[Seo Ho-jung] Gwangju, where there was nowhere to train in the rain, has solved the ‘no-answer’ infrastructure problem

먹튀검증Gwangju FC’s rise to the Final A has taken wings. The team has dramatically resolved the situation where training infrastructure issues forced them to switch to indoor training when it rained. With the quick and full support of Gwangju Metropolitan Mayor Kang Ki-jung, the club has seized the opportunity to not only solve the training ground problem in the second half of the season, but also to prepare long-term infrastructure.

On the 9th, the club held a meeting with city officials, sports federation officials, and facility management practitioners. Representing the club were head coach Lee Jung-hyo, captain Ahn Young-gyu, and front office staff. The meeting was organised by Mayor Kang Ki-jeong following recent criticisms of Gwangju’s training grounds and lamentations from within the club.

Gwangju utilises three training grounds during the season. The natural grass at the Gwangju World Cup Stadium, which has been vacant since the construction of the dedicated stadium, and the natural and artificial pitches at the Gwangju Football Centre, which opened in 2020 on the site of the former Yeomju Yanggung Field. However, the two sides of the Gwangju Football Centre site have been criticised for drainage problems since the time of construction, and cannot be used properly when it rains. During the summer months, the turf became necrotic, causing players to develop eye diseases.

As the number of rainy days increased in July, Gwangju was unable to train properly. They were forced to cycle and lift weights indoors. The A team, which includes the main players, was unable to train properly, so the twice-daily training sessions for the non-starters were out of the question. Coach Lee Jung-hyo expressed his frustration with the training infrastructure, saying, “There are limits to growing the team.” Jung Ho-yeon, one of the main players, also expressed his opinion at the press conference, saying, “I wish the grass was watered enough during training.”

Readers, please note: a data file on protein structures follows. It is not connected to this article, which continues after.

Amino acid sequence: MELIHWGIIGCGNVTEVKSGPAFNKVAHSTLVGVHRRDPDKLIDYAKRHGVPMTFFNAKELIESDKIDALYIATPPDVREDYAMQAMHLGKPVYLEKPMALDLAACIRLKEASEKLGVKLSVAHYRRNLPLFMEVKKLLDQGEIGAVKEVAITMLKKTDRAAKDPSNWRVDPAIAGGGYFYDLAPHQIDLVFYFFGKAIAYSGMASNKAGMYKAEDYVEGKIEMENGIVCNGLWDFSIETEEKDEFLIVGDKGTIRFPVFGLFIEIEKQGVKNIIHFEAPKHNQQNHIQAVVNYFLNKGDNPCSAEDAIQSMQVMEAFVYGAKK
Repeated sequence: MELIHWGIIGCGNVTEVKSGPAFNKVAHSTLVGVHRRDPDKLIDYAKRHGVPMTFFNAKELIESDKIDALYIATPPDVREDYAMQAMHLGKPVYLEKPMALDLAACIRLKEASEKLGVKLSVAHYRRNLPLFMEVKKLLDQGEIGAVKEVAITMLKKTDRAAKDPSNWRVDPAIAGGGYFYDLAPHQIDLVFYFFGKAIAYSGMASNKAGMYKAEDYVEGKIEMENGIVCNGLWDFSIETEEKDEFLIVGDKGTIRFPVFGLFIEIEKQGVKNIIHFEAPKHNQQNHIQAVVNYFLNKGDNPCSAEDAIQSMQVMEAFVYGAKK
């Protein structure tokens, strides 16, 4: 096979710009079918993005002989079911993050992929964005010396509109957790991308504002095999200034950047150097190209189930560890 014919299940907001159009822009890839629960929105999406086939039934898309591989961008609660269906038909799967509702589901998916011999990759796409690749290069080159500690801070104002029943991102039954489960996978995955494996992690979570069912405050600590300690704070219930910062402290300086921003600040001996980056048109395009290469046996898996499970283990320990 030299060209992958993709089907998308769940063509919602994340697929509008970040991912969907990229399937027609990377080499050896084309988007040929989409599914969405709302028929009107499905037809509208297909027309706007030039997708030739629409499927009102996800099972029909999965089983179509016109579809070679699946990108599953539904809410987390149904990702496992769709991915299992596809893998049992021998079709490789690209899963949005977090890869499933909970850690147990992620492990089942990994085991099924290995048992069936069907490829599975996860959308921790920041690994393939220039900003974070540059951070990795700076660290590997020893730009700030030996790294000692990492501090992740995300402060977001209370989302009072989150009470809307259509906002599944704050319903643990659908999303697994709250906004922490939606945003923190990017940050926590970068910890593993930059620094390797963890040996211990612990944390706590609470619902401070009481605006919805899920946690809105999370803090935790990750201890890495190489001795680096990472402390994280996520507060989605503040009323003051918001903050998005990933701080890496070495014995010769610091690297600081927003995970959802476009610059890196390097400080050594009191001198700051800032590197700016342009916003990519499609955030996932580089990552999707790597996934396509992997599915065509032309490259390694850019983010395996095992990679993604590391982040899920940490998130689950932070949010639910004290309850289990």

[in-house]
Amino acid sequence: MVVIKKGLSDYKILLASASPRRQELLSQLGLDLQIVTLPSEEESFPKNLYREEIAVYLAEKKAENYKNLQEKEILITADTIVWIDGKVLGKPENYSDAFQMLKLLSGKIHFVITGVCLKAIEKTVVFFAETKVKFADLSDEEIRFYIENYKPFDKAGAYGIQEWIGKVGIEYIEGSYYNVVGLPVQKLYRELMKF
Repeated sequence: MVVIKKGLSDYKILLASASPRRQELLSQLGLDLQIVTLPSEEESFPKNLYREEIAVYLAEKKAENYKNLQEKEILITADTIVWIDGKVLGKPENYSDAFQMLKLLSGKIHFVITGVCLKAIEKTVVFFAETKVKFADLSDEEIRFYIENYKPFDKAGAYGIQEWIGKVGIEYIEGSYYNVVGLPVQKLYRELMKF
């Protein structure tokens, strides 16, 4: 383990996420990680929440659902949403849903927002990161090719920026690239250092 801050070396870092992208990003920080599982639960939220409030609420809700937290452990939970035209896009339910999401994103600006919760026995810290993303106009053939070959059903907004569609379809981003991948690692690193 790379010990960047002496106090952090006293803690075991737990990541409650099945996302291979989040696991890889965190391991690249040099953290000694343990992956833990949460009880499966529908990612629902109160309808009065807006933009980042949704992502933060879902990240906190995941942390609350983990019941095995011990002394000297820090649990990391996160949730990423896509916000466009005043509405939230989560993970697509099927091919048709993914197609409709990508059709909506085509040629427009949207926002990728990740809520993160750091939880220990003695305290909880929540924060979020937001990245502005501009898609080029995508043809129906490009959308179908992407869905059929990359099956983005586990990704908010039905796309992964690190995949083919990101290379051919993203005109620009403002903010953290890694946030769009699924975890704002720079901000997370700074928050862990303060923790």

Mayor Kang Ki-jeong, who has been showing interest in Gwangju FC since taking office and is constantly looking for a stadium, has responded to these voices. He recently asked the Sports Promotion Division, the department in charge, and the Gwangju Sports Association, which manages the city’s sports facilities, for quick improvements and support. A meeting was held on the 9th to come up with a solution.

At the meeting, Lee and the club requested and were granted permission to use the Gwangju Stadium for the second half of the World Cup. In return, the club accepted the opinions of those who manage the facility. It was decided that training would be held in the afternoon as the focus would be on grass growth in the morning. It was decided that if the training ran late and the person in charge had to go home, the club officials would clean up afterwards. Jung’s request to water the grass before training was also accepted.